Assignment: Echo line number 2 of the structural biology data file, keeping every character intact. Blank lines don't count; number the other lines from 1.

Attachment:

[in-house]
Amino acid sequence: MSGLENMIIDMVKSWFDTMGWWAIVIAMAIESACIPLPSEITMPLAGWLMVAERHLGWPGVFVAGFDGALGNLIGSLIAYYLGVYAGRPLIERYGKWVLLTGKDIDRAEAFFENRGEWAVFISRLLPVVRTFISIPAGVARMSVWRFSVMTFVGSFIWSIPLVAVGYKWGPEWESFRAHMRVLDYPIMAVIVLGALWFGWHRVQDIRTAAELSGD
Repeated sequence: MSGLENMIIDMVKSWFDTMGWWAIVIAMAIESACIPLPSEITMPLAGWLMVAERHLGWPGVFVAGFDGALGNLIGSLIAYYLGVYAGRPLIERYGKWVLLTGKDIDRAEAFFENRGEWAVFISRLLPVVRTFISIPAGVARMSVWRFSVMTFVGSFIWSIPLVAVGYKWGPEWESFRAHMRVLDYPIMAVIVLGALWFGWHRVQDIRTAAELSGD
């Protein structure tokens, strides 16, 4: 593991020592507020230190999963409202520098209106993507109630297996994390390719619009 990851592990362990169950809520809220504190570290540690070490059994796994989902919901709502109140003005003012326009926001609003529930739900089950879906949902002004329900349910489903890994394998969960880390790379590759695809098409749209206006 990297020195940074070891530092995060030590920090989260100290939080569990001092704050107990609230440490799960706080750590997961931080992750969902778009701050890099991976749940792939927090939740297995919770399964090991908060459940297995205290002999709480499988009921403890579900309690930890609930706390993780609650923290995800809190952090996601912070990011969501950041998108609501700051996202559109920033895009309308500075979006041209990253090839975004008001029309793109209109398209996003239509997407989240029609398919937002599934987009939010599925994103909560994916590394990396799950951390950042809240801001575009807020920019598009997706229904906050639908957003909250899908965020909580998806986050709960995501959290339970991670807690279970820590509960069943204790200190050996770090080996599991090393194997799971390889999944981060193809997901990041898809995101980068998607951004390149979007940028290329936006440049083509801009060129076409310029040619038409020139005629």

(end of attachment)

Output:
Amino acid sequence: MSGLENMIIDMVKSWFDTMGWWAIVIAMAIESACIPLPSEITMPLAGWLMVAERHLGWPGVFVAGFDGALGNLIGSLIAYYLGVYAGRPLIERYGKWVLLTGKDIDRAEAFFENRGEWAVFISRLLPVVRTFISIPAGVARMSVWRFSVMTFVGSFIWSIPLVAVGYKWGPEWESFRAHMRVLDYPIMAVIVLGALWFGWHRVQDIRTAAELSGD